JK and Jackson Students Eagerly Participate in Global Day of Play
So many games; so little time.
That may have been the most pressing problem at John Kennedy Intermediate and Jackson Primary Schools, as they once again participated in the annual Global School Play Day on February 5. Even the “rules” for Play Day are uncomplicated: batteries and electricity are discouraged, no electronics, and no structured adults-in-charge competitions. As can be seen in the photos here as well as the larger collection of photos on our Facebook page, teachers and students brought out their best for the event – a wide variety of toys and games and creative ideas that sparked imagination and laughter.
But there is more. Just as structured learning has its place, so too does unstructured learning. The benefits of play have been widely studied and documented. For example, when the activities of free play are broken down, researchers see children discovering concepts and developing skills as well as confidence in areas such as creativity, language, science, mathematics, problem solving, sharing, cooperation, leadership, listening, tolerance, persistence, ordering, logic, strength, coordination, communication… to name a few.
(For more information about the power of play and ideas for encouraging play, see this article on why play matters.)
On the other hand, research shows that a deficit in play can have negative effects. That, in fact, is how and why Global School Play Day was initiated in 2015 by a group of educators who were inspired by the work of Dr. Peter Gray, a psychology professor and researcher at Boston College. Dr. Gray had noticed that even very young children had an increasing number of “to-do” items on their daily schedule and a subsequent shrinking of time in which they were free to just play. Often with good intentions, playtime was being crowded out by technology, scheduled activities, and homework. That decline in unencumbered free play, he saw, was detrimental to their social, emotional, and intellectual growth.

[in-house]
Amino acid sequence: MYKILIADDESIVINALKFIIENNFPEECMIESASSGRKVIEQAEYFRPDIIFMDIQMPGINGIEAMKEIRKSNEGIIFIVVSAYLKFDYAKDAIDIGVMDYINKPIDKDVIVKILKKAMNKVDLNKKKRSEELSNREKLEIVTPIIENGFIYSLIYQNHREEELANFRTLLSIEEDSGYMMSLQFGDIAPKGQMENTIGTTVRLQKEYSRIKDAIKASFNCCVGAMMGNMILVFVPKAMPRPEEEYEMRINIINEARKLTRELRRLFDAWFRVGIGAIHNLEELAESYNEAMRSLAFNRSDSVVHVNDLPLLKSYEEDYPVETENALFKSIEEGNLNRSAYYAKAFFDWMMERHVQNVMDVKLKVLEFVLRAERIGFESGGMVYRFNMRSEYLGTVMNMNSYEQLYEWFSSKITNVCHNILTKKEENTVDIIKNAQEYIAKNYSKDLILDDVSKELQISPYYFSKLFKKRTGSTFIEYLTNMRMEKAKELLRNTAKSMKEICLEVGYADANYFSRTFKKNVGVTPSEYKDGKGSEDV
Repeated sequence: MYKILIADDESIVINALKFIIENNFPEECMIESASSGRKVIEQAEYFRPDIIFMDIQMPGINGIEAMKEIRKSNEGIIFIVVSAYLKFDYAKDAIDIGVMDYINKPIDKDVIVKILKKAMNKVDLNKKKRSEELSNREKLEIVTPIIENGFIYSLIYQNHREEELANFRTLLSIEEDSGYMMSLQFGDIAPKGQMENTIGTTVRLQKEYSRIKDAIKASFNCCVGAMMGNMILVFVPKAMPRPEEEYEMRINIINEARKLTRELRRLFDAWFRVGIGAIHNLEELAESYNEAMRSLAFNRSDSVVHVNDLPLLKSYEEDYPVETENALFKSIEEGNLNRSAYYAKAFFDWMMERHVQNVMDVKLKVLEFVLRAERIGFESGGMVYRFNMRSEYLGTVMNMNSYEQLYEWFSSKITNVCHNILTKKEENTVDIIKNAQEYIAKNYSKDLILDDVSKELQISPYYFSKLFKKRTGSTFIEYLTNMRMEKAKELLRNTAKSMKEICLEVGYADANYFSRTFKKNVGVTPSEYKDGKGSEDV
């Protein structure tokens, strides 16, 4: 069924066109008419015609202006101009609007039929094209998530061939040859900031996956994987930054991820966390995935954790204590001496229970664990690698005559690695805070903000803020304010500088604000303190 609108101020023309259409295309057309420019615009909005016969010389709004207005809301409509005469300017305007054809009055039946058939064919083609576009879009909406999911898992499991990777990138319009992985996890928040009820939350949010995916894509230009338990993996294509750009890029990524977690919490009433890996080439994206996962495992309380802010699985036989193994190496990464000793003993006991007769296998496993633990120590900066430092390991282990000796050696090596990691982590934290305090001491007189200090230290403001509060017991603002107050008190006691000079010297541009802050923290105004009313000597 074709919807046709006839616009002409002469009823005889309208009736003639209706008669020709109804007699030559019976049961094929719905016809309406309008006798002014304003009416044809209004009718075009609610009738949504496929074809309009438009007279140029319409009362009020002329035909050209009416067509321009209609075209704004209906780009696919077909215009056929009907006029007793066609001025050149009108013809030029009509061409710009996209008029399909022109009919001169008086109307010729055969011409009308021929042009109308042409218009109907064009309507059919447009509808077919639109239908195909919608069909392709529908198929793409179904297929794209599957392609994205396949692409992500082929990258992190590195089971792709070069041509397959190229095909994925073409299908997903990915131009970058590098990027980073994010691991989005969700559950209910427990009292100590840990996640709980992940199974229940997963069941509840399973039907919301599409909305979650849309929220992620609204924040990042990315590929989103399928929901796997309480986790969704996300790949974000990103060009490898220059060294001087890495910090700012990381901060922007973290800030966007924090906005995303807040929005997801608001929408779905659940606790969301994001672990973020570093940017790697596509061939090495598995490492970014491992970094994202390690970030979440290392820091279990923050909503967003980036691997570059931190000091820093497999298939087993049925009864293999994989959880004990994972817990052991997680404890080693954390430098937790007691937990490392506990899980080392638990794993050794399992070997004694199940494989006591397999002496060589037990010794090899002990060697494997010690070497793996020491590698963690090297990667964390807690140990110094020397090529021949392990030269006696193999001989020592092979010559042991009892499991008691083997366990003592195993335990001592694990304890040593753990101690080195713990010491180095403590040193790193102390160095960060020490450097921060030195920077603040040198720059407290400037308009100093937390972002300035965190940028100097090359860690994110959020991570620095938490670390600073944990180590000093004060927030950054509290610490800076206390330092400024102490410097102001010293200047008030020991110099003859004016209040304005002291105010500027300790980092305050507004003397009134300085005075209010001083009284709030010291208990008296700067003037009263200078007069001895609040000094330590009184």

“I’ve helped to document the decline of play over the years and the sad consequences this has had for children’s development,” Dr. Gray asserted. Some of the more dire results he linked to the lack of play were an increase in childhood depression, stress-related issues, and the highest suicide rates in history.
While the prognosis was alarming, the antidote was simple, according to Dr. Gray and others who had observed the effects of decreased playtime: bring back unstructured and no-batteries-required playtime.
It’s advice worth following.